Tropes 101, part 2

First post here Yesterday, I started answering a question posed on the TVTropes subreddit, roughly: “If you could teach Tropes as a college course, what would your class be like?”

I got through the first 7 weeks of a 14-week curriculum, and during that time I think I covered all the stuff that's necessary for students to understand the idea of tropes, and the attitude it takes to analyze media in the TVTropes style.

But I've got another half a class to fill.  So now I have to think pretty seriously about what, exactly, I want to accomplish.  Apart from "TVTropes is a website that is pretty cool," what should the students in this class learn?

I've been treating my schedule so far as if it were written for Lit majors.  And that's an obvious group for this class to target.  But the question on the subreddit referenced getting a media degree, and that'd probably take a bit of a different direction.  And there's one more category of student who'd take a class like this:  writers.

So, I'm going to pander to all three!  Starting with the writer weeks, because everyone who spends a lot of time around art should get a taste of how much work goes into making it:

Next up I'm heading into Literary Criticism territory, so  I'd like to re-state the same caveat I've already pointed out in the first post in this series:  I'm not a Lit major, I don't know the language, and odds are pretty good that I'm missing some major points.  If I were going to teach this class, I'd want to spend at least a couple semesters taking lit classes, and Week 10 (or possibly sooner) would be all about interfacing TVTropes criticism with the criticism my students are already familiar with.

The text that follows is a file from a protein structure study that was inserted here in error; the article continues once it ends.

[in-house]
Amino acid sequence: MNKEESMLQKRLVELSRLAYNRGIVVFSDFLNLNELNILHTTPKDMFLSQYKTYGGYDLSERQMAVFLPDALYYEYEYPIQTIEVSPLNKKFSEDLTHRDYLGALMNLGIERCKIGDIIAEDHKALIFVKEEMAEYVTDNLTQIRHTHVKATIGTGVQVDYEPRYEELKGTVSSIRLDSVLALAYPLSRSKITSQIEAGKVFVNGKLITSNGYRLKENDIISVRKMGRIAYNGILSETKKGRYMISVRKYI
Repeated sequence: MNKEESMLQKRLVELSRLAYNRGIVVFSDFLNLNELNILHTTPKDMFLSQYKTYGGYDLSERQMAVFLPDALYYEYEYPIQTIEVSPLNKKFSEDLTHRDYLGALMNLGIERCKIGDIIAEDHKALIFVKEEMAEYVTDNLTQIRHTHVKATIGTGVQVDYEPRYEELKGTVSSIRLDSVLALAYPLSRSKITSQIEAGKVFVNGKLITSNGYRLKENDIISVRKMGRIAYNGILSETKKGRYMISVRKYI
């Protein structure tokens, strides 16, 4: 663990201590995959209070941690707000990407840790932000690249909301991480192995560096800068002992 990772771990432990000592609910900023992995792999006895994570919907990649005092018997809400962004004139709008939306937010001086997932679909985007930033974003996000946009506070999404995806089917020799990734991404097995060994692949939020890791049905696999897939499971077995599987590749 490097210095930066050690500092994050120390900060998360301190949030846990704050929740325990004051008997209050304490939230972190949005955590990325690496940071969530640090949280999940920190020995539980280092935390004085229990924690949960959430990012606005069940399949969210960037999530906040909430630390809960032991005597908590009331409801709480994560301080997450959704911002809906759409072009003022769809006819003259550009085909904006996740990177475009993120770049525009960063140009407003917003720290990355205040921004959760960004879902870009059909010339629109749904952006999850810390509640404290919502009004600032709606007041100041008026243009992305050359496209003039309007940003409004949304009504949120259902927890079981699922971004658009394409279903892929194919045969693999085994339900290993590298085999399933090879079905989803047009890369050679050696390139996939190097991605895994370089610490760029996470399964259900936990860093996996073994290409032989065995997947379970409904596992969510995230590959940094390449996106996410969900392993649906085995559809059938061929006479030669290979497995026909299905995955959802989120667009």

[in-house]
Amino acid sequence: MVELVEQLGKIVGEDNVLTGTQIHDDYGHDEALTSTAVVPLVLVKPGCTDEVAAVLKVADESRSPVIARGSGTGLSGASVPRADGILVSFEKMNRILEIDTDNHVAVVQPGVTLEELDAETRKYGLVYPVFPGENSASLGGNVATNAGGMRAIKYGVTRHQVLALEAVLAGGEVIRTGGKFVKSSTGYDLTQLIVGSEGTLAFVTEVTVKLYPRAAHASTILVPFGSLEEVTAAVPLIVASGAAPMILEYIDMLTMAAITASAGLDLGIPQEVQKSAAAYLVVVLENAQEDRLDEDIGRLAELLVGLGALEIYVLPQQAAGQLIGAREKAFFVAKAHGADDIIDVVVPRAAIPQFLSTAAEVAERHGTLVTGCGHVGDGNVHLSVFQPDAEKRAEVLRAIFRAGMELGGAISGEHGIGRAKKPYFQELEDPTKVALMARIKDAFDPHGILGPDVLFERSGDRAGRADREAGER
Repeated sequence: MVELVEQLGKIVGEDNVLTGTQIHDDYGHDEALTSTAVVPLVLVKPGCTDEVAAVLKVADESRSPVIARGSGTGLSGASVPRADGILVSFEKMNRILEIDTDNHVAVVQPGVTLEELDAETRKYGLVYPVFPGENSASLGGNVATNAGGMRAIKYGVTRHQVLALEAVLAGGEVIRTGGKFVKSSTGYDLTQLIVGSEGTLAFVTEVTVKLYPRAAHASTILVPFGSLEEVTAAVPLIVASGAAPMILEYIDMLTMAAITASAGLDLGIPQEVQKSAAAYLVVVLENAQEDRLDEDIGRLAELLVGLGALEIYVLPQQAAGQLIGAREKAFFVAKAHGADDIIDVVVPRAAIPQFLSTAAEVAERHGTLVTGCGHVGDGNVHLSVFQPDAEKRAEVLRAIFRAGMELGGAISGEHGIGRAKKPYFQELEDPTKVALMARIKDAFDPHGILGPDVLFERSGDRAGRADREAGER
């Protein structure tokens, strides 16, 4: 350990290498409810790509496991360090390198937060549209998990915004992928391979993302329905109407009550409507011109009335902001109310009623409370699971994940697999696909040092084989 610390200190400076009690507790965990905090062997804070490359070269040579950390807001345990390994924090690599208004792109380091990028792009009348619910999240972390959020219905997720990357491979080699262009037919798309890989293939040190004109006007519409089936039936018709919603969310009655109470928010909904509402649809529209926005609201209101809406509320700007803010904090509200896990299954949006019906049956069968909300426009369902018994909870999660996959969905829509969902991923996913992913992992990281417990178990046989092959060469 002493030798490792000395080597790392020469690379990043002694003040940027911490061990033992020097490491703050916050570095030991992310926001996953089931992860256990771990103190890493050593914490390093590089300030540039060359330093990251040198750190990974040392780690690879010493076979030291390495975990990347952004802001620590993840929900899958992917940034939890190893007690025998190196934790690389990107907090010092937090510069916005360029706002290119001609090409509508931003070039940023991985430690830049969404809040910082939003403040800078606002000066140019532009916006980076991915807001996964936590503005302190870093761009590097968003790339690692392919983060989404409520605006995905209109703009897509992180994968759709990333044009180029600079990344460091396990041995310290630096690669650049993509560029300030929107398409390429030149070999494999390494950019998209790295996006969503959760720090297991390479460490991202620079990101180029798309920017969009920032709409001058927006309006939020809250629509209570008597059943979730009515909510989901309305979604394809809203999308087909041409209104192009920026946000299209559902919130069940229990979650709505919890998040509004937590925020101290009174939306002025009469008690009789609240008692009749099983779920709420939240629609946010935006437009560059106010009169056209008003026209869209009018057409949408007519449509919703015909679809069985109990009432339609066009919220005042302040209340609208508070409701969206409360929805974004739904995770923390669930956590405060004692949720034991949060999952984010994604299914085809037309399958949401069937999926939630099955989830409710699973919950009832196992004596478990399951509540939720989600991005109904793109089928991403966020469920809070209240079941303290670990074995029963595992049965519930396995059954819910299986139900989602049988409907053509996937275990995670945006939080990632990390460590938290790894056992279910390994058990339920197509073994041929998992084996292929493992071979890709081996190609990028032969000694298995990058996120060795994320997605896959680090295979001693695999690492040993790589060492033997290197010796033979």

• Week 10:  Watsonian vs. Doylist.  Getting used to analyzing from different perspectives requires that we get used to understanding where we're looking from.
  • Week 11: Post-Modern.  We've been here already, for quite some time.  Let's talk about it.  (Not talking about the fact that we're talking about it, but students who do that week's reaction paper on that question will probably recieve high marks.)

Finally, the media students, for whom this question was initially posed.

  • Week 12:  Seinfeld is Unfunny.  If you're going to start constructing narrative histories of concepts in media, you need to learn how to put yourself in a frame of mind to appreciate stuff that's 20/40/100/2000 years past its contextual expiration date.  Discussion on the differences between this and Values Dissonance, and revisit earlier themes of moral accountability in art.
  • Week 13:  A walk around the Creator Standpoint Index, for a distanced discussion of the artist's relationship to the work, rather than the audience's -- superficially similar to but I think meaningfully different from Weeks 8 and 10.

And, at last, finals!

  • Week 14: Take-home essay final that I'll come up with and hand out somewhere around week 12.